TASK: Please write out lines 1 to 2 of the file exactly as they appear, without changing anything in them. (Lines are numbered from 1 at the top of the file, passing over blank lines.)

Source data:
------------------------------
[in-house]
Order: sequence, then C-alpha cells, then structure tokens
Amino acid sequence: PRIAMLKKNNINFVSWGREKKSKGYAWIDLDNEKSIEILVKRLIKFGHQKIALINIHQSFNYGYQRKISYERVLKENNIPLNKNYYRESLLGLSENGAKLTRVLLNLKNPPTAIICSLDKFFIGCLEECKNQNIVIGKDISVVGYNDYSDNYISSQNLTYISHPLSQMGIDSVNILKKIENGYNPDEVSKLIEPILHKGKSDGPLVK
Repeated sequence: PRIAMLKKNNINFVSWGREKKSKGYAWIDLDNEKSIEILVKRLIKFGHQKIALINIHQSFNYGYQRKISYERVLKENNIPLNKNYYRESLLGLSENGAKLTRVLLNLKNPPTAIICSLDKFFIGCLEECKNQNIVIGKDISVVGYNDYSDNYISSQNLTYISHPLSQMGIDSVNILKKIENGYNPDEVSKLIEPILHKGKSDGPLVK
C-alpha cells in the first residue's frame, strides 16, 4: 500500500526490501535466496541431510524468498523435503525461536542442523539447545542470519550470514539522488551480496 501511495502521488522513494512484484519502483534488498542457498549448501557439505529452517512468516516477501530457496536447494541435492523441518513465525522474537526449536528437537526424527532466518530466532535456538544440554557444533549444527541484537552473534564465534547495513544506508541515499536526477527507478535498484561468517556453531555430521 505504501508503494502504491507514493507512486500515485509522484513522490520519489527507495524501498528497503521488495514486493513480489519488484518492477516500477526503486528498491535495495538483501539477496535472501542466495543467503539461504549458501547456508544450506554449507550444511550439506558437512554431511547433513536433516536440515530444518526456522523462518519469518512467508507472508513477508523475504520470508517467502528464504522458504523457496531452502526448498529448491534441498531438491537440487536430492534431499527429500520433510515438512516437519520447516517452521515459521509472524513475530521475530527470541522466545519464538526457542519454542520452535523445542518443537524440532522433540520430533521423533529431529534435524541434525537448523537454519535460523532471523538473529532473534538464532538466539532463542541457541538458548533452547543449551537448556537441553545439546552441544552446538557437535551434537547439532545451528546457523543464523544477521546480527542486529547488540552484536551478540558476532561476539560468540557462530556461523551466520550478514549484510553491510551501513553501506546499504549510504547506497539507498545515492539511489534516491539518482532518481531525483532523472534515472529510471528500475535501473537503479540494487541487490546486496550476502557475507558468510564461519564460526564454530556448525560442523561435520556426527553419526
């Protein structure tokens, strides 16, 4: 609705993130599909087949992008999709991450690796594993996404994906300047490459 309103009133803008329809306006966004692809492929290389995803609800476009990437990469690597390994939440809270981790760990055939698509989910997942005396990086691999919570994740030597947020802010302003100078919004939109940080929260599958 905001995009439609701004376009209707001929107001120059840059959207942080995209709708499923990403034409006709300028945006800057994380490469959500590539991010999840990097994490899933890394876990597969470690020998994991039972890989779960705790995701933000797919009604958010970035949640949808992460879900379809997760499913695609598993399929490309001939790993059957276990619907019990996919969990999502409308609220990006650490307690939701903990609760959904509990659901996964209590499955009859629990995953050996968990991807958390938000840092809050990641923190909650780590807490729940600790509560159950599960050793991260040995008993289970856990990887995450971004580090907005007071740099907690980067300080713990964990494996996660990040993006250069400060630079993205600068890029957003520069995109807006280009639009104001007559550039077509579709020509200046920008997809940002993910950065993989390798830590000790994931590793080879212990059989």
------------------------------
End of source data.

[in-house]
Order: sequence, then C-alpha cells, then structure tokens